According to mainstream society, there’s a time for backpacking – your 20s – and by the time you hit 30, you should definitely have it out of your system. It’s time to settle down, society says.
This year I turned 33-years-old. For the last year I’ve been a full-time digital nomad, travelling the world solo and writing travel articles for Australian travel media publications. I made the decision a long, long time ago that I wasn’t prepared to work in a job that I didn’t enjoy, and for the last four years I haven’t worked a single day doing something I didn’t want to do.
But along with this decision to follow my passion instead of a paycheck, I accepted the fact that I wasn’t going to be racking in the cash. Travel writing isn’t the most lucrative of jobs, and that’s totally cool with me: I’ve never been one for blind consumerism.
Which is why I stay in hostels as much as I can on my jaunts around the world. Not always, of course. But if I’m just looking for a place to sleep for a night or three and it’s between a $60 hotel room or a $10 bed in a dorm, I’ll pretty much always choose the latter.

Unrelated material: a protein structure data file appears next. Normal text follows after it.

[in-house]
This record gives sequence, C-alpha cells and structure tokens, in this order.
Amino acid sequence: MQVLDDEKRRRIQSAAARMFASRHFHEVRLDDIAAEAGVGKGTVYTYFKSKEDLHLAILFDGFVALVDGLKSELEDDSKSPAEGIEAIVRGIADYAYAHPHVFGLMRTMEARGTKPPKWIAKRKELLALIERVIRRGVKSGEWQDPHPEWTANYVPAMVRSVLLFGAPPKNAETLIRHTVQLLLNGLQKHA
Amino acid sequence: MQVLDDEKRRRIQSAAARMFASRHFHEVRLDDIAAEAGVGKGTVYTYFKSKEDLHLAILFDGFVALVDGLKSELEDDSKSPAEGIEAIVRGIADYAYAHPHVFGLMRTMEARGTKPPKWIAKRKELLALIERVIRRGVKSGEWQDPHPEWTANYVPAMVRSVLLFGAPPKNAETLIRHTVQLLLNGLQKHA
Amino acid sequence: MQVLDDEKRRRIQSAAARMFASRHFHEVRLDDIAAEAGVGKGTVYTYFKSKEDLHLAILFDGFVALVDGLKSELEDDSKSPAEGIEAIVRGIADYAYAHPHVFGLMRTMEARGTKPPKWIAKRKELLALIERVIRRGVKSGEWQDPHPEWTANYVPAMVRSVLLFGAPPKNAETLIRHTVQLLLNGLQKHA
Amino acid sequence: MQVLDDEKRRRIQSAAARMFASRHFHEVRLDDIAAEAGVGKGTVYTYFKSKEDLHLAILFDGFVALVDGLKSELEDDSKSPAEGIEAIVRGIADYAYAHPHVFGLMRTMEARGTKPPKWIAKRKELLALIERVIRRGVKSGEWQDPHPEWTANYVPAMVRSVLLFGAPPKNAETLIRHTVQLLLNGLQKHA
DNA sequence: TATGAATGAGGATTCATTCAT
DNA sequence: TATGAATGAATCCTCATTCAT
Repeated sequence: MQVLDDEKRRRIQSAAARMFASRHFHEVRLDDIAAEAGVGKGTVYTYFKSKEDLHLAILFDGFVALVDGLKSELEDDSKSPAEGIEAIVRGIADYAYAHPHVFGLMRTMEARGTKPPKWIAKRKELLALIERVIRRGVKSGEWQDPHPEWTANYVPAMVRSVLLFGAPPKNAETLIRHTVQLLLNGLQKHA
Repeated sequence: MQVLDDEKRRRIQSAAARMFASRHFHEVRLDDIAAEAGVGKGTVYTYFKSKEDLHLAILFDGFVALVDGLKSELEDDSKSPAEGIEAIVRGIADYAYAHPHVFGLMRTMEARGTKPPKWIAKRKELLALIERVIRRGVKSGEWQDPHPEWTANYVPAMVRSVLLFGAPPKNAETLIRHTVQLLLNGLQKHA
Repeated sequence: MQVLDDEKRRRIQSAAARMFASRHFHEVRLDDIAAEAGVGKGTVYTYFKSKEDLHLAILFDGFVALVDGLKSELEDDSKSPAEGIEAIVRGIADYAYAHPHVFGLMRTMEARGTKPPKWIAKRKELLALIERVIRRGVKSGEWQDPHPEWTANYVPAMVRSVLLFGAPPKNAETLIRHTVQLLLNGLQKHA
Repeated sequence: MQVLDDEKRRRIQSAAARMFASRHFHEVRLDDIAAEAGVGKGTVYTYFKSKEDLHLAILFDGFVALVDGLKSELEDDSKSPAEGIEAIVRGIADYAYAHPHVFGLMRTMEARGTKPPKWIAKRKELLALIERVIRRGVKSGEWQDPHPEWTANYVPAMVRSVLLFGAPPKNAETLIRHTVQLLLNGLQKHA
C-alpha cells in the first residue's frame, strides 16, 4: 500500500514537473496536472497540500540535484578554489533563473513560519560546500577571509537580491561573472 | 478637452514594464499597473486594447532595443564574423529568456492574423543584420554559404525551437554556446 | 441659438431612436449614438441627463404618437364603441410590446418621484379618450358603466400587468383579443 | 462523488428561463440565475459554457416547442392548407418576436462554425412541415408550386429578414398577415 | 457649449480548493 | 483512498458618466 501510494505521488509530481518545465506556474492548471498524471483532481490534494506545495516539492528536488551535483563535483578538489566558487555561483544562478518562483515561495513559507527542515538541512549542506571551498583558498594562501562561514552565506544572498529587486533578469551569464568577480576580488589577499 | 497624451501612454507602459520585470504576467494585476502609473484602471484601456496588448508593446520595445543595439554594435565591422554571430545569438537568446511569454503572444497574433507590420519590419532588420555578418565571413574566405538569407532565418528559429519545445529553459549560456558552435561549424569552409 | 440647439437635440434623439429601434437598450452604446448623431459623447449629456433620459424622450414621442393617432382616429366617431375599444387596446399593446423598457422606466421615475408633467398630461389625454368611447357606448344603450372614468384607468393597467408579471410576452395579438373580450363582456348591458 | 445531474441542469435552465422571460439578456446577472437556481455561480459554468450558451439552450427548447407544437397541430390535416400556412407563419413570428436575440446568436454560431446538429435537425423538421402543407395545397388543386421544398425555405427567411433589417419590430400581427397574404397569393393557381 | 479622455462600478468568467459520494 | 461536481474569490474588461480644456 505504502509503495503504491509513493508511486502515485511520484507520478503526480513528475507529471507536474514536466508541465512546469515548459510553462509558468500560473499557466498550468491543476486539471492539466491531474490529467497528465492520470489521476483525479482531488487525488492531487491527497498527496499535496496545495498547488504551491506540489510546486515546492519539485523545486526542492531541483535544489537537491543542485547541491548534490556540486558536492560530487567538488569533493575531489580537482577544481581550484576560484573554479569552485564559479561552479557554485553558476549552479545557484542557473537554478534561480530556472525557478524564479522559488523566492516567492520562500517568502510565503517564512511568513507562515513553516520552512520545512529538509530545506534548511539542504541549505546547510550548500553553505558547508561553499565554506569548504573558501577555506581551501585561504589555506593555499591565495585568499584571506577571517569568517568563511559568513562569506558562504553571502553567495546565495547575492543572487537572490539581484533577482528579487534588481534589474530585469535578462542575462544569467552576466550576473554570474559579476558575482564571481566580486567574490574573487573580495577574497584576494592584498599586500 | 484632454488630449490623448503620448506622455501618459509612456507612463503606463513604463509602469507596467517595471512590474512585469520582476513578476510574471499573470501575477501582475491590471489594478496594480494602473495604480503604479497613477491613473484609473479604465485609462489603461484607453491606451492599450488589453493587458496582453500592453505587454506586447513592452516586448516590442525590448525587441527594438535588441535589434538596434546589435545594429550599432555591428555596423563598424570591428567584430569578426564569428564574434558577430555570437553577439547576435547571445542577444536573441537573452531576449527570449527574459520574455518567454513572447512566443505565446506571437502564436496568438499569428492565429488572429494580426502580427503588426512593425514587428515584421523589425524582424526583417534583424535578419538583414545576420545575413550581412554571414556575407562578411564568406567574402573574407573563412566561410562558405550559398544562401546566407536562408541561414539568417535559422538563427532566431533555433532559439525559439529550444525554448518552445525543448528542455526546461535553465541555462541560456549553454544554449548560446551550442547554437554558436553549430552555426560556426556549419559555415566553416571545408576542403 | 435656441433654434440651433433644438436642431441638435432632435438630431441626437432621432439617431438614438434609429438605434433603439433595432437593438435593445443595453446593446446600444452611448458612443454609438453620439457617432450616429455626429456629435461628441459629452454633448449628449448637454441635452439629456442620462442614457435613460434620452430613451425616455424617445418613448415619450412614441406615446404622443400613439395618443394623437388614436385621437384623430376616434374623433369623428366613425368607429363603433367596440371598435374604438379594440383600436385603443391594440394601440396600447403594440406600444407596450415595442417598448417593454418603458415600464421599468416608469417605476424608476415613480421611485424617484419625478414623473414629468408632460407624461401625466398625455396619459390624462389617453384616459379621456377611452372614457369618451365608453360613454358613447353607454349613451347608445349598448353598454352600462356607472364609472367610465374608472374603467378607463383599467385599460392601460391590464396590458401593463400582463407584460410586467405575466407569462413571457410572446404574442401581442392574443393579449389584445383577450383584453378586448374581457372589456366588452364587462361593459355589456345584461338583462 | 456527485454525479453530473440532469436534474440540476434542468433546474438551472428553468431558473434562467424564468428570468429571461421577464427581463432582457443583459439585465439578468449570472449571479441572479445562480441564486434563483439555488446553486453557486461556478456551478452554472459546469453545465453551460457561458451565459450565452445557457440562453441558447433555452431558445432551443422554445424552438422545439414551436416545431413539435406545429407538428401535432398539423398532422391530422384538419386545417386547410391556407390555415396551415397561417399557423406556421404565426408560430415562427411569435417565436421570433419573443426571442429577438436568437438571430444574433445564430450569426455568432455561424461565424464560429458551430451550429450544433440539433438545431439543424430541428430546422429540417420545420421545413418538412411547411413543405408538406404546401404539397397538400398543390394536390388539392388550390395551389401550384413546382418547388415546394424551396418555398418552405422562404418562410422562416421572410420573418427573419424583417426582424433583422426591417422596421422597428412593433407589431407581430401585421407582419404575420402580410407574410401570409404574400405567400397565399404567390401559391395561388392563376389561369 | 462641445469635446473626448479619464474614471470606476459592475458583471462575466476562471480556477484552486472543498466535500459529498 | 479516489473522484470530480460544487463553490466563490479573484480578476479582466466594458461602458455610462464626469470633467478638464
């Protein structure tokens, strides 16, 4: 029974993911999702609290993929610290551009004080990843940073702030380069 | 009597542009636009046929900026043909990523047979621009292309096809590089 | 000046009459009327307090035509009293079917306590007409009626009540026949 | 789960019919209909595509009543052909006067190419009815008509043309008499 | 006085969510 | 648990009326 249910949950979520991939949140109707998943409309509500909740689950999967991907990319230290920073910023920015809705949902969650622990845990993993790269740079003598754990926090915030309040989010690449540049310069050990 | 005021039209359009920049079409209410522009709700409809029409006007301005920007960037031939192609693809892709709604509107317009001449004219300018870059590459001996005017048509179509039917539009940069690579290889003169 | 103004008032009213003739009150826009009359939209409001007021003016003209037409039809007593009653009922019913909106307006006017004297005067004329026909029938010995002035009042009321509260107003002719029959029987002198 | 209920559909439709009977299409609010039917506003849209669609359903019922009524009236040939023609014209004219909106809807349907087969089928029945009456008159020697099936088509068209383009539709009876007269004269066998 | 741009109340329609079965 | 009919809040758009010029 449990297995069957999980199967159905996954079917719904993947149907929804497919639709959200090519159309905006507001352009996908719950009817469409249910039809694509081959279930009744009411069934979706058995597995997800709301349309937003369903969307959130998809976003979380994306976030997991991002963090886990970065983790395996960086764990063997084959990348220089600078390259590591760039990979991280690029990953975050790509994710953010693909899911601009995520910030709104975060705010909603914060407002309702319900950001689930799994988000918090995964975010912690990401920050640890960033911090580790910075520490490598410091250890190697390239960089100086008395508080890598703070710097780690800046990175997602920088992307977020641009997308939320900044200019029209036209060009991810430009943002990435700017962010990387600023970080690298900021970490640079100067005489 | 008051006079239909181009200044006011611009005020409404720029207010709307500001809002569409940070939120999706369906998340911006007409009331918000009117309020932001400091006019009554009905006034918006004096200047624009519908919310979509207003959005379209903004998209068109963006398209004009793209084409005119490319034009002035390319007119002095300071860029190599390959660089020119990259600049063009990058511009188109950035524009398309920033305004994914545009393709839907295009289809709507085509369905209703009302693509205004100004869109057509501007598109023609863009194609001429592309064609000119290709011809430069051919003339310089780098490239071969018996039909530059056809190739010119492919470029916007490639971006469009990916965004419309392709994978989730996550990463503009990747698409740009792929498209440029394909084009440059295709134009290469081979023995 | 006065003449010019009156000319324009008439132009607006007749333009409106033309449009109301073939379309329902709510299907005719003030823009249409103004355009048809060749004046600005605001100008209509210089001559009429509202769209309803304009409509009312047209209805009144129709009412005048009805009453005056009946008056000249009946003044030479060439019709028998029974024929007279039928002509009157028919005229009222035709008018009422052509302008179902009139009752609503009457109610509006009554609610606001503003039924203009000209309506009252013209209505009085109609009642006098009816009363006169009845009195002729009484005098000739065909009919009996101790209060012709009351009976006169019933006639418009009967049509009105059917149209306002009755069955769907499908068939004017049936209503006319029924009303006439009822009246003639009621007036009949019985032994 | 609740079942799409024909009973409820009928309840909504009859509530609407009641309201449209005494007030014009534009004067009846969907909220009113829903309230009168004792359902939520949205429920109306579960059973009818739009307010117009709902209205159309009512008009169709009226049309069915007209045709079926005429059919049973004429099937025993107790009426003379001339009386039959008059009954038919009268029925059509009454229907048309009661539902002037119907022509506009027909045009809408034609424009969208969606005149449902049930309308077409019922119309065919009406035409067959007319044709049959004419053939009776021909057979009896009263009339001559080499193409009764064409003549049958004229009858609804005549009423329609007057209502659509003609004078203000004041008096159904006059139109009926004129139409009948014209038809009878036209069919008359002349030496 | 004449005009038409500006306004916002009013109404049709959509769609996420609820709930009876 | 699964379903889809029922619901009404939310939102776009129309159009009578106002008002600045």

Staying in hostels was never an issue when I was backpacking in my 20s. But now, ever since I hit the big 3-0, there’s a part of me that feels a little ashamed to be sharing the room with GAP year students and other 20-somethings, or when I hand my passport to the hostel receptionist and they glance at my DOB.
For the last three years I’ve felt embarrassed when someone I meet in my hostel asks me how old I am.
It feels weird to tell people I’m 33, because I don’t even feel like I’m over 25. And I’m sure that some people think I’m weird. Shouldn’t I be settled down by now? Aren’t I falling behind in this thing call life – aren’t I losing, and hence, “a loser?”
Staying in hostels was never an issue when I was backpacking in my 20s.
These are tough things to work through, because essentially I find myself up against society’s norms. It’s one man versus the collective, one happy man, I should say, against a miserable collective that wants to stamp all individualism out of us and turn us into economic cogs so that the system can perpetuate itself.
But just as I decided a long time ago that I wasn’t going to put financial security over personal happiness, I also decided years ago that, as individuals, we need to decide whether we’re going to place more value on what others think of us and less on what we think of ourselves, or the other way around.
And I for one have never hesitated on choosing the latter.
So think of me as weird, think of me as failing in life, think whatever-the-hell-you-want.
But also think of me as happy and fulfilled, because that’s exactly what I am.
Not bad for a 33-year-old, eh?